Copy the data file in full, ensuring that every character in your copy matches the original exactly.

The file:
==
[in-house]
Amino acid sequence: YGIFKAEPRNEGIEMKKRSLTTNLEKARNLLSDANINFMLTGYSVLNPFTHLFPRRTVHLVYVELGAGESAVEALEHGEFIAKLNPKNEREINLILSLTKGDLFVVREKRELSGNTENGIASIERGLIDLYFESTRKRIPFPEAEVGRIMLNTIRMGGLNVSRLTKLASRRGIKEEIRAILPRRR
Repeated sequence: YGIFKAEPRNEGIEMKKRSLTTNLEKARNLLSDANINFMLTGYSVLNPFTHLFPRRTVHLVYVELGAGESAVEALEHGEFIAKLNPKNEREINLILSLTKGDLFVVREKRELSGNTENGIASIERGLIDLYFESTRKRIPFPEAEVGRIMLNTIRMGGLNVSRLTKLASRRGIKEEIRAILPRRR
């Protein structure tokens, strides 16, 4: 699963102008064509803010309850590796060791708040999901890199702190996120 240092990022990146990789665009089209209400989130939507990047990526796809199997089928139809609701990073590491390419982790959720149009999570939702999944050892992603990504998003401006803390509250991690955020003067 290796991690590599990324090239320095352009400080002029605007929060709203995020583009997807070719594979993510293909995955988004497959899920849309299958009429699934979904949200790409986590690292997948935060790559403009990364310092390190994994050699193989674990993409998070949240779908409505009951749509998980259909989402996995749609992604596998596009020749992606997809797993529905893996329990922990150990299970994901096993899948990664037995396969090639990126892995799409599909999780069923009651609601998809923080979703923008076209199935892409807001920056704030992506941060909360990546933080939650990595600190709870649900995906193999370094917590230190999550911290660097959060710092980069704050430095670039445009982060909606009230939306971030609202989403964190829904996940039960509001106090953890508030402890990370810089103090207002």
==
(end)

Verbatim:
[in-house]
Amino acid sequence: YGIFKAEPRNEGIEMKKRSLTTNLEKARNLLSDANINFMLTGYSVLNPFTHLFPRRTVHLVYVELGAGESAVEALEHGEFIAKLNPKNEREINLILSLTKGDLFVVREKRELSGNTENGIASIERGLIDLYFESTRKRIPFPEAEVGRIMLNTIRMGGLNVSRLTKLASRRGIKEEIRAILPRRR
Repeated sequence: YGIFKAEPRNEGIEMKKRSLTTNLEKARNLLSDANINFMLTGYSVLNPFTHLFPRRTVHLVYVELGAGESAVEALEHGEFIAKLNPKNEREINLILSLTKGDLFVVREKRELSGNTENGIASIERGLIDLYFESTRKRIPFPEAEVGRIMLNTIRMGGLNVSRLTKLASRRGIKEEIRAILPRRR
């Protein structure tokens, strides 16, 4: 699963102008064509803010309850590796060791708040999901890199702190996120 240092990022990146990789665009089209209400989130939507990047990526796809199997089928139809609701990073590491390419982790959720149009999570939702999944050892992603990504998003401006803390509250991690955020003067 290796991690590599990324090239320095352009400080002029605007929060709203995020583009997807070719594979993510293909995955988004497959899920849309299958009429699934979904949200790409986590690292997948935060790559403009990364310092390190994994050699193989674990993409998070949240779908409505009951749509998980259909989402996995749609992604596998596009020749992606997809797993529905893996329990922990150990299970994901096993899948990664037995396969090639990126892995799409599909999780069923009651609601998809923080979703923008076209199935892409807001920056704030992506941060909360990546933080939650990595600190709870649900995906193999370094917590230190999550911290660097959060710092980069704050430095670039445009982060909606009230939306971030609202989403964190829904996940039960509001106090953890508030402890990370810089103090207002």